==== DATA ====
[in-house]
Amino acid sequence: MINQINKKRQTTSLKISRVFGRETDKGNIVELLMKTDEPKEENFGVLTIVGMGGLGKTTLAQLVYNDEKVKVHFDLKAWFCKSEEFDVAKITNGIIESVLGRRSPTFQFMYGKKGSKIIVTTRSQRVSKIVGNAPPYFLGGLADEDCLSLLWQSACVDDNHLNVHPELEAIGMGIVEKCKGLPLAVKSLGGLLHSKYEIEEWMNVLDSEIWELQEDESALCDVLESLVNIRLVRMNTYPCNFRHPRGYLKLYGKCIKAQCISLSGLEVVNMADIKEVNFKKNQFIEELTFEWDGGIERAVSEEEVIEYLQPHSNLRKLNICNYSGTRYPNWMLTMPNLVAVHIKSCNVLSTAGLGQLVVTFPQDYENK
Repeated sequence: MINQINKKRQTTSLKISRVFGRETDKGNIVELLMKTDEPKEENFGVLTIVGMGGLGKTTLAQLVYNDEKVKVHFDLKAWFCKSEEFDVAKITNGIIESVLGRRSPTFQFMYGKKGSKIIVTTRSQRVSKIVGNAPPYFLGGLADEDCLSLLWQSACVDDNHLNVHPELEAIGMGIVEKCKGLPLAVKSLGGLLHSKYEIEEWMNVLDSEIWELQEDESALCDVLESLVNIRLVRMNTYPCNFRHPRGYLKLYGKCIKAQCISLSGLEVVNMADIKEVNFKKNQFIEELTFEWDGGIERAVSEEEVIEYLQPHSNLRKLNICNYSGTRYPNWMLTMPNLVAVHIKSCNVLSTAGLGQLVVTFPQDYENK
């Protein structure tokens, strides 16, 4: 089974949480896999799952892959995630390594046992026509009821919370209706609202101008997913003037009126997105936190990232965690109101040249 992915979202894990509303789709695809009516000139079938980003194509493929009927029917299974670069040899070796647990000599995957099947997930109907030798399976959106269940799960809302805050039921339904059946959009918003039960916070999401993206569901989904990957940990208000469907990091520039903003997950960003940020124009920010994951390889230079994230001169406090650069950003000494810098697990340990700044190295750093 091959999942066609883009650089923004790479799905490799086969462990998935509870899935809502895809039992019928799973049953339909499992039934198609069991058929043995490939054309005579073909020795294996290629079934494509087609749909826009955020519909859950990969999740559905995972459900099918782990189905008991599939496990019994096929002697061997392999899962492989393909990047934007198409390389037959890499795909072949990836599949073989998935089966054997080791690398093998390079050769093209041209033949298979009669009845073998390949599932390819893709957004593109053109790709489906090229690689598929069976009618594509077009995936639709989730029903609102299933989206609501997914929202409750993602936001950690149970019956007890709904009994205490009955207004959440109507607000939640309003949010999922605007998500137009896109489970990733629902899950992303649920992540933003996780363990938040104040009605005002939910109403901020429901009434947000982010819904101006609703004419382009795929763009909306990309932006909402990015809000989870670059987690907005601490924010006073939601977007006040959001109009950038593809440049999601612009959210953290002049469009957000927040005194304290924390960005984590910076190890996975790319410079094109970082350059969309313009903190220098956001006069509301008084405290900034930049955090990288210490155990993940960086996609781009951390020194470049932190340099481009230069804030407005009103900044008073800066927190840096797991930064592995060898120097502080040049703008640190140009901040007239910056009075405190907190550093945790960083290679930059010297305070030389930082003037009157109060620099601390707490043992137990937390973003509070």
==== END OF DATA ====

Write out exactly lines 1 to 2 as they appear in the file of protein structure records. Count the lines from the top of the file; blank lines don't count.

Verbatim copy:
[in-house]
Amino acid sequence: MINQINKKRQTTSLKISRVFGRETDKGNIVELLMKTDEPKEENFGVLTIVGMGGLGKTTLAQLVYNDEKVKVHFDLKAWFCKSEEFDVAKITNGIIESVLGRRSPTFQFMYGKKGSKIIVTTRSQRVSKIVGNAPPYFLGGLADEDCLSLLWQSACVDDNHLNVHPELEAIGMGIVEKCKGLPLAVKSLGGLLHSKYEIEEWMNVLDSEIWELQEDESALCDVLESLVNIRLVRMNTYPCNFRHPRGYLKLYGKCIKAQCISLSGLEVVNMADIKEVNFKKNQFIEELTFEWDGGIERAVSEEEVIEYLQPHSNLRKLNICNYSGTRYPNWMLTMPNLVAVHIKSCNVLSTAGLGQLVVTFPQDYENK